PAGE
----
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Measures of Shaliness The number of positive ions (cations) attracted to the clay surface depends on the amount of clay and the type of clay. The number is called the Cation Exchange capacity (CEC), also denoted by Qv. CEC is expressed in milli-equivalent of exchangeable ions per hundred grams (meq/100gm). Qv is expressed in milli-equivalent per milli-litre (=cc) pore volume The conversion between the two is: The Qv is indicative of the degree of shaliness of a formation: Qv<0.1 Clean sands 0.1<Qv<0.2 Slightly shaly sands 0.2<Qv<0.3 Moderately shaly sands 0.3<Qv<0.5 Shaly sands Qv>0.5 Very shaly sands Clays vary in their electrical activity as indicated by their CEC: Kaolinite meq/100gm Illite and Chlorite meq/100gm Montmorillinite meq/100gm The GR is not a good indicator of CEC , for instance montmorillinite contains no potassium and hence has a low GR response but high CEC.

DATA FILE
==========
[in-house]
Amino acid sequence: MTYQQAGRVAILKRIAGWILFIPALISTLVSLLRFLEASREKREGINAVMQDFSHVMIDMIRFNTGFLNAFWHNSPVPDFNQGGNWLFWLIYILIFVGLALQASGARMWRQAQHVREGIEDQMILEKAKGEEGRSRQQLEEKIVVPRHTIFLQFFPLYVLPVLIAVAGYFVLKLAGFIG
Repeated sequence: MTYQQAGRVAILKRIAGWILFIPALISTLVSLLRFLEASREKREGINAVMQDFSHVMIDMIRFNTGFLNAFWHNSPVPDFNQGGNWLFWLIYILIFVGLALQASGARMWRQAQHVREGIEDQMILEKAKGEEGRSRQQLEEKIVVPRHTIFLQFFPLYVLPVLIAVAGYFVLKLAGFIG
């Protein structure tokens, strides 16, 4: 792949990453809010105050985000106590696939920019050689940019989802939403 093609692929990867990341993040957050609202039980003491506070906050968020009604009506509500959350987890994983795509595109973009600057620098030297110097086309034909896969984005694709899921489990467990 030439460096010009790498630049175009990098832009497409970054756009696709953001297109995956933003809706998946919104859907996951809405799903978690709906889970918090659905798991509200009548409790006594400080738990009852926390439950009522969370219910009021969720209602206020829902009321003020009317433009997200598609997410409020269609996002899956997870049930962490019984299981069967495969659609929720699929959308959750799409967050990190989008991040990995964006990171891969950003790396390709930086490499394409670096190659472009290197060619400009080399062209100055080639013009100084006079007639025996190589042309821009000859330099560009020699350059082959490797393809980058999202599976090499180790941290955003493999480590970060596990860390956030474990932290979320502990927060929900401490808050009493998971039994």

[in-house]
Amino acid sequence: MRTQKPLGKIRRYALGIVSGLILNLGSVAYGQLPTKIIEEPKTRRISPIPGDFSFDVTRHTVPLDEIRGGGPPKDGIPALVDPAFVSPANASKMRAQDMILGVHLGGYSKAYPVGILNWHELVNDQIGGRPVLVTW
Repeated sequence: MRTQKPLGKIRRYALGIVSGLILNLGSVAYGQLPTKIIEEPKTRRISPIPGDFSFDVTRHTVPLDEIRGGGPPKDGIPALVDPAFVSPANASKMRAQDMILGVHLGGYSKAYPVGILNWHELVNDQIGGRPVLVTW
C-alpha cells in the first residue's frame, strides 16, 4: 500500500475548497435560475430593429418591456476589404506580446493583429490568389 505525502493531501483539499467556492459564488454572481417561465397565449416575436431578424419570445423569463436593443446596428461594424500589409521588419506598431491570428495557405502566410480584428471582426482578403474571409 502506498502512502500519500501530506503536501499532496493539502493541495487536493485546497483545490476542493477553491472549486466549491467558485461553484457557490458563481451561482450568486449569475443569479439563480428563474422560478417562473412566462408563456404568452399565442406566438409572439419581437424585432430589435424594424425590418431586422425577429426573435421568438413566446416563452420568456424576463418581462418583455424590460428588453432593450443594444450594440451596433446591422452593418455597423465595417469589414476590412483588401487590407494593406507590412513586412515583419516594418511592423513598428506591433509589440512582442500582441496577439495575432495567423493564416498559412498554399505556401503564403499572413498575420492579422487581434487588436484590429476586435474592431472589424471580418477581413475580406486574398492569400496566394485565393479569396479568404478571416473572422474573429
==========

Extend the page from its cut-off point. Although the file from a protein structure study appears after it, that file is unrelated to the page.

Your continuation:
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Shaly sands The Archie equation assumes that the matrix is non-conducting. In shaly sands the resistivity is lower than in clean sands for the same Ø and Sw. This is caused by the additional electrical conductivity of the clay. Hence use of the Archie equation in shaly sands will result in too low a hydrocarbon saturation. There are a large number of shaly-sand Sw equations. All have the basic Archie form with an additional term to account for the extra conductivity of the clay. The clay-distributions for which the equations are intended are not always clear. Two equations will be described here: The Indonesia Equation – well adapted for application without supporting core analysis data. The Waxman-Smits equation – which is intended for application where the clays coat the matrix grains (dispersed shale). This equation performs well when core measurements of the clay properties are available.